Now a proper band, the collaborative dynamic has imbued their sound with more authority and daring, as Choir inhabits a wholly unique space where intimate folk, classic Krautrock, big-sky Americana, avant-garde composition and bombastic theatricality seamlessly serve the same master. Like Choir’s music, Makrigiannis’ powerful voice unifies the ambitious scope of Rhine Gold by sounding at once dolorous and magisterial. The rich, enveloping production does wonders to corral such creative largess under a unified, sepia-toned song cycle.



Inertia – Orfanij (London, UK)

Orfanij are Jonny on vocals, acoustic and electric guitar and Alexei who contributes vocals, synth and samples.

The musical birth of Orfanij took place in East London’s warehouse raves. This was followed by months in an attic studio where a Minimoog and a few guitars met digital synths and samples.

Inspired by the duos engagement with the global non-violent movements against tyranny, corruption and oppression, the lyrical story told by Orfanij comes from the individual’s dark and beautiful experiences with contemporary culture defined by an age of connections and the increasingly easy sharing of information.

The result of their hard work is their soon to be released debut album which will be supported by a European tour beginning in November.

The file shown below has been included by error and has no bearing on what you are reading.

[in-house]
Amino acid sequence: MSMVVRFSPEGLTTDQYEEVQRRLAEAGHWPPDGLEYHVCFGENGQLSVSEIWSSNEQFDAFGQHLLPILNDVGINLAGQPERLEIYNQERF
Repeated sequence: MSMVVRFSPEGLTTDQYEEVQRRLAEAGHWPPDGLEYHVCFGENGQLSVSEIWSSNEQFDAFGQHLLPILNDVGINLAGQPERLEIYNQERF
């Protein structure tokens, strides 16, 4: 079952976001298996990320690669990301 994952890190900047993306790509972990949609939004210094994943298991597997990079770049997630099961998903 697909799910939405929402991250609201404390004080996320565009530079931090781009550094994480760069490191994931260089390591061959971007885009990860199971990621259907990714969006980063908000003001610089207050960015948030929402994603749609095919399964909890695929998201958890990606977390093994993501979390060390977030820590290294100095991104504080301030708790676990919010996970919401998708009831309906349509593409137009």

S.O.S. – Lola Dutronic (Toronto-Berlin-Dusseldorf)

The 4th album by Lola Dutronic, “Everyone’s A Star“, and their first full album for Red Star, comes hot on the heels of the well-received “New York Stories” EP – we heard a few tracks from that a while back.

Available as a digital download and as CD it’s already being hailed in some quarters as their best album yet, it contains the pensive electro ballad “On My Radio“, the epic title track “Everyone’s A Star” and the song that some people are already calling the Single Of The Year, “Everybody Loves You When You’re Dead“, featuring backing vocals from Chris Frantz & Tina Weymouth, Hugo Burnham, Mona Mur & En Esch, Jeremy Gluck, David Buckley, Eric Debris, Ian MacKay, Ray Coburn, Bill Wood, Billie Bucko Brock, Jaymz Bee, Teddy Fury and Project Heartbreak.